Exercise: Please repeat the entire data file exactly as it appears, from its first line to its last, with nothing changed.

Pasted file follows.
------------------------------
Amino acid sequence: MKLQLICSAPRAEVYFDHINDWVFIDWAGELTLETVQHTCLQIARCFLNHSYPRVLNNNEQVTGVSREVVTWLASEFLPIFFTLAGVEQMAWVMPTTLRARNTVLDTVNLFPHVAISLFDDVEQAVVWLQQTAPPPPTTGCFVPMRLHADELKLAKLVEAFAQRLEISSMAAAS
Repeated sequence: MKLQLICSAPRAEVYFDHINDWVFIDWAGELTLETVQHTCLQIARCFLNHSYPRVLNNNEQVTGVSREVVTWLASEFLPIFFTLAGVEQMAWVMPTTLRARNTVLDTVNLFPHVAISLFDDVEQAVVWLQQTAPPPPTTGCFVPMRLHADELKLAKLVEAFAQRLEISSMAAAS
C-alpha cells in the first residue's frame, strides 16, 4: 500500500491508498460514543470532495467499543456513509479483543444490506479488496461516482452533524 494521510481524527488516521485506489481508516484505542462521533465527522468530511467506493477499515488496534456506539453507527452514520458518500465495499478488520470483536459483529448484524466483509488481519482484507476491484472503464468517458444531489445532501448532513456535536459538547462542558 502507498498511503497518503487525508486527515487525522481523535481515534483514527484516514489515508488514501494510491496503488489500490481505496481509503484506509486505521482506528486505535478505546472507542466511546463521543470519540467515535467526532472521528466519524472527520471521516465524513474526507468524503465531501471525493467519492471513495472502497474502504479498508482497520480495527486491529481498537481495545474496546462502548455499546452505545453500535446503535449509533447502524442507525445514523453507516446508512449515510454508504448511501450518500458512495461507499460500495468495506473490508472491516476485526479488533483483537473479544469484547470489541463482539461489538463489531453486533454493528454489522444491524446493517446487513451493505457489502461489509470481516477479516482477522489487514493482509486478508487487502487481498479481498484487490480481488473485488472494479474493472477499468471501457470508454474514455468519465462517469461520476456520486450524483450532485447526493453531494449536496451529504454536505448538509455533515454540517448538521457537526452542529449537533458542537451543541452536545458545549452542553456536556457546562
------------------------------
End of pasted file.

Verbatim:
Amino acid sequence: MKLQLICSAPRAEVYFDHINDWVFIDWAGELTLETVQHTCLQIARCFLNHSYPRVLNNNEQVTGVSREVVTWLASEFLPIFFTLAGVEQMAWVMPTTLRARNTVLDTVNLFPHVAISLFDDVEQAVVWLQQTAPPPPTTGCFVPMRLHADELKLAKLVEAFAQRLEISSMAAAS
Repeated sequence: MKLQLICSAPRAEVYFDHINDWVFIDWAGELTLETVQHTCLQIARCFLNHSYPRVLNNNEQVTGVSREVVTWLASEFLPIFFTLAGVEQMAWVMPTTLRARNTVLDTVNLFPHVAISLFDDVEQAVVWLQQTAPPPPTTGCFVPMRLHADELKLAKLVEAFAQRLEISSMAAAS
C-alpha cells in the first residue's frame, strides 16, 4: 500500500491508498460514543470532495467499543456513509479483543444490506479488496461516482452533524 494521510481524527488516521485506489481508516484505542462521533465527522468530511467506493477499515488496534456506539453507527452514520458518500465495499478488520470483536459483529448484524466483509488481519482484507476491484472503464468517458444531489445532501448532513456535536459538547462542558 502507498498511503497518503487525508486527515487525522481523535481515534483514527484516514489515508488514501494510491496503488489500490481505496481509503484506509486505521482506528486505535478505546472507542466511546463521543470519540467515535467526532472521528466519524472527520471521516465524513474526507468524503465531501471525493467519492471513495472502497474502504479498508482497520480495527486491529481498537481495545474496546462502548455499546452505545453500535446503535449509533447502524442507525445514523453507516446508512449515510454508504448511501450518500458512495461507499460500495468495506473490508472491516476485526479488533483483537473479544469484547470489541463482539461489538463489531453486533454493528454489522444491524446493517446487513451493505457489502461489509470481516477479516482477522489487514493482509486478508487487502487481498479481498484487490480481488473485488472494479474493472477499468471501457470508454474514455468519465462517469461520476456520486450524483450532485447526493453531494449536496451529504454536505448538509455533515454540517448538521457537526452542529449537533458542537451543541452536545458545549452542553456536556457546562